Vogel named Roosevelt School Teacher of the Year Basic skills teacher awarded for volunteer efforts in helping students
by Jim Hague Reporter staff writer
Feb 28, 2003 | 573 views | 0 0 comments | 3 3 recommendations | email to a friend | print
Barbara Vogel has been a teacher in the Weehawken school system for the last 35 years. During that time, Vogel, who currently teaches basic skills at Roosevelt School, has freely given her time, doing anything and everything that would benefit the students of the school.

"I just love working with the children," Vogel said, "and would do anything to help them, in any capacity that I can."

In the past year, Roosevelt School Principal Anthony LaBruno has looked to Vogel for a variety of tasks. He has asked Vogel to serve as the school's representative for the state series on professional development hours. She also sits on the committee for the Math District Task Force, attending workshops that would help achieve higher math scores for the students.

"She has also been gracious enough to serve as a mentor for one of my newest teachers," LaBruno said. "Barbara has been showing the new teacher the ropes. She's done a fantastic job doing a variety of things, all for the benefit of the children."

Vogel is also an after-school tutor, helping the students who are preparing to take the Elementary State Proficiency Assessment (ESPA) test.

With that in mind, LaBruno has selected Vogel as the Roosevelt School Teacher of the Year for the 2002-2003 school year. Vogel will be the school's representative at the Hudson County Teachers of the Year luncheon at Schuetzen Park in North Bergen May 9.

It marked the second time that Vogel has received the honor, having previously been named in 1991.

"It's always good to be honored," Vogel said. "It's nice to be recognized. I would do the same job no matter what, but it's a good feeling to receive the honor. I'm very pleased that I am thought of that highly."

Vogel said that she had no idea that she was being considered by LaBruno to receive the award.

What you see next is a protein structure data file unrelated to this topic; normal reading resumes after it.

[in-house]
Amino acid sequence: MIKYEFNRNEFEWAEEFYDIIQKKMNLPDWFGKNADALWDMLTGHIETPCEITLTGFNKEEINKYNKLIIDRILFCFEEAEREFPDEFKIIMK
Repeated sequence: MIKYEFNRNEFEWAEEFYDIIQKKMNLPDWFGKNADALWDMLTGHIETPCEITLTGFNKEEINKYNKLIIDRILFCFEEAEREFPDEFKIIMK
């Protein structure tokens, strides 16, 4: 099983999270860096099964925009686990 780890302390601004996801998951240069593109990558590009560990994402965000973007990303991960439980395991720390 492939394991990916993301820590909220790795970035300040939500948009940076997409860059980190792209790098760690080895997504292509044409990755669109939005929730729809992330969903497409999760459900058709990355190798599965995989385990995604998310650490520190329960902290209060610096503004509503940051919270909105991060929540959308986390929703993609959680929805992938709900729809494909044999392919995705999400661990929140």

"I was absolutely surprised, totally shocked," Vogel said. "I didn't expect it."

Vogel said that the last time she received the award, it was voted on by the teachers themselves.

"This time, it comes from the administration, so it's a little different," Vogel said. "Both are honors. You never know how people look at you until times like these. You realize that what you do is appreciated."

LaBruno, who has now selected eight different teachers in the eight years he's served as Roosevelt School principal, said of his most recent choice, "It was a very simple decision. You determine who has gone far and beyond the call of duty as a teacher. Barbara fits that bill all the time, but especially this year. I felt that it was a very worthy selection."

LaBruno said that the other members of the Roosevelt School faculty "seemed delighted for Barbara."

"She's well-liked and well-respected by everyone at the school," LaBruno said.

Vogel said that she has enjoyed her career, especially now that she teaches basic skills, especially math and English.

"I've taught practically every grade and every class, so this has been a change," Vogel said. "But it's a great feeling when you see these kids light up, when the light goes on and they understand something. It's really rewarding. I enjoy teaching these kids. It's a great school."

Vogel said that she has no plans of even thinking of retiring.

"I enjoy it too much," Vogel said. "When I become burned out and dread coming in, that's when I'll consider it, but I haven't even come close to that point yet. I love what I do."
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